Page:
Early detection
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Reliable detection of cancer at earlier stages has the potential to decrease global cancer mortality and suffering.

The GRAIL approach

GRAIL is poised to detect cancer early by combining high-intensity sequencing of unprecedented breadth and depth with the techniques of modern data science. Through what we believe to be one of the largest clinical study programs ever pursued in genomic medicine, GRAIL is creating vast datasets to develop evidence supporting our products.

Seeking cancer signals in the blood

An increasing body of evidence suggests tumors release cell-free nucleic acids (cfNAs) into the bloodstream. cfNAs are small fragments of DNA and RNA, and reflect the genomic features of the tumor from which they originated. cfNAs are thought to be a direct measure of cancer and can be detectable in the bloodstream of people with cancer, potentially even before symptoms present.

The breadth of cancer’s complexity

Our understanding of cancer has been greatly enhanced through Initiatives elucidating the genomic and molecular biology of tumors. The Cancer Genome Atlas (TCGA)1 project, for example, has established that cancers are extremely heterogeneous.

The complexity of tumors suggests that measurements that capture the breadth of the heterogeneous cancer genome represent the most comprehensive and direct signature of disease biology. GRAIL’s unique ability to sequence broadly across the genome allows us to discover the millions of unique patterns that define cancer.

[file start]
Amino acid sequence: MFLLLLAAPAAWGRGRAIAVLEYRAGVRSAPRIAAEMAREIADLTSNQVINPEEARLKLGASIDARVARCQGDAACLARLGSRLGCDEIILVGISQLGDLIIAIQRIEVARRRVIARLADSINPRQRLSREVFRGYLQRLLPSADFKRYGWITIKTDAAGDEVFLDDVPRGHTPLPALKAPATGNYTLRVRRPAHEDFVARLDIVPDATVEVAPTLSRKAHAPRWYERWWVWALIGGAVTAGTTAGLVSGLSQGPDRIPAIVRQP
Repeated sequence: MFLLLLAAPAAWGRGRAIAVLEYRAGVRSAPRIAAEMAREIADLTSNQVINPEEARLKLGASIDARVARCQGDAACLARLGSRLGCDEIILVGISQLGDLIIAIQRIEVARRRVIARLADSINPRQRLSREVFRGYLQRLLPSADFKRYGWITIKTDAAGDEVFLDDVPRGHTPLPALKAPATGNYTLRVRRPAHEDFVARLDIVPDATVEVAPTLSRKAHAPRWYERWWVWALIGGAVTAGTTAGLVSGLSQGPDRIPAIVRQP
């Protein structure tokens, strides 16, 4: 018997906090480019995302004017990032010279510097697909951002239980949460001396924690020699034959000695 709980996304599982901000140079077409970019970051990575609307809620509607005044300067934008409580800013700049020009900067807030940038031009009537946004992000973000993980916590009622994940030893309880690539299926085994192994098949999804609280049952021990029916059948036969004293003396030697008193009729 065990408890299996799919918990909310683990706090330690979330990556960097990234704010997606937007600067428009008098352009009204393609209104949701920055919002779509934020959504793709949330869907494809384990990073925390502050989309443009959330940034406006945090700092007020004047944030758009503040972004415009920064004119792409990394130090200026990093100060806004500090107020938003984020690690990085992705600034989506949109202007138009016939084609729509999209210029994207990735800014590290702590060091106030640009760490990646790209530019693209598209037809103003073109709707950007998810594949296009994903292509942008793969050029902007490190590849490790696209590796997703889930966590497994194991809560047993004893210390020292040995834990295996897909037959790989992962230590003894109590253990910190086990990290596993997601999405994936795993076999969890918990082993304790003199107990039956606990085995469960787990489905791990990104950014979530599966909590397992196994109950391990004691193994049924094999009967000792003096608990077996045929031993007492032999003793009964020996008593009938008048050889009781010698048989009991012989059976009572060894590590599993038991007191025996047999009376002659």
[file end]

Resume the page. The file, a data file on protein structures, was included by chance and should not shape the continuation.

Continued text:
Because cfNAs are a more direct measure of cancer, and represent the genomic diversity of cancer throughout the body, cfNA-based tests have the potential to be highly specific and sensitive for early cancer detection.

1. https://cancergenome.nih.gov/

Separating the signal from the noise

The fraction of tumor-derived cfNA in the bloodstream compared to cfNA from non-cancerous cells is very small, necessitating the ability to distinguish faint signals of early tumors from an overwhelming background of genomic material.

GRAIL is using the latest data science tools to query cfNAs at depth and detect cancer signals.

We feed our large clinical and sequencing data sets into our bioinformatics and machine learning algorithms to distinguish with high accuracy the true invasive cancer signals from a sea of background biological noise.

The scale of GRAIL’s
data set

From the laboratory to the clinic, GRAIL aims to produce the highest-quality data and transform it into actionable information for healthcare providers. Our high-intensity sequencing assays and population-scale clinical studies seek to create datasets of significant scale in modern clinical medicine.

We are deploying the latest tools of data science, including powerful approaches from machine learning such as neural networks. We intend to apply such methods to the unmet clinical problem of classifying individuals according to the presence and type of cancer.

Our commitment to scientific rigor

GRAIL is committed to developing a deep understanding of cancer biology. We are building an atlas characterizing the landscape of cell-free nucleic acids in thousands of individuals with and without cancer that will help validate our early detection products.

We are generating scientific and clinical evidence through clinical studies enrolling tens of thousands of participants in what we believe are some of the largest cancer-related studies to date.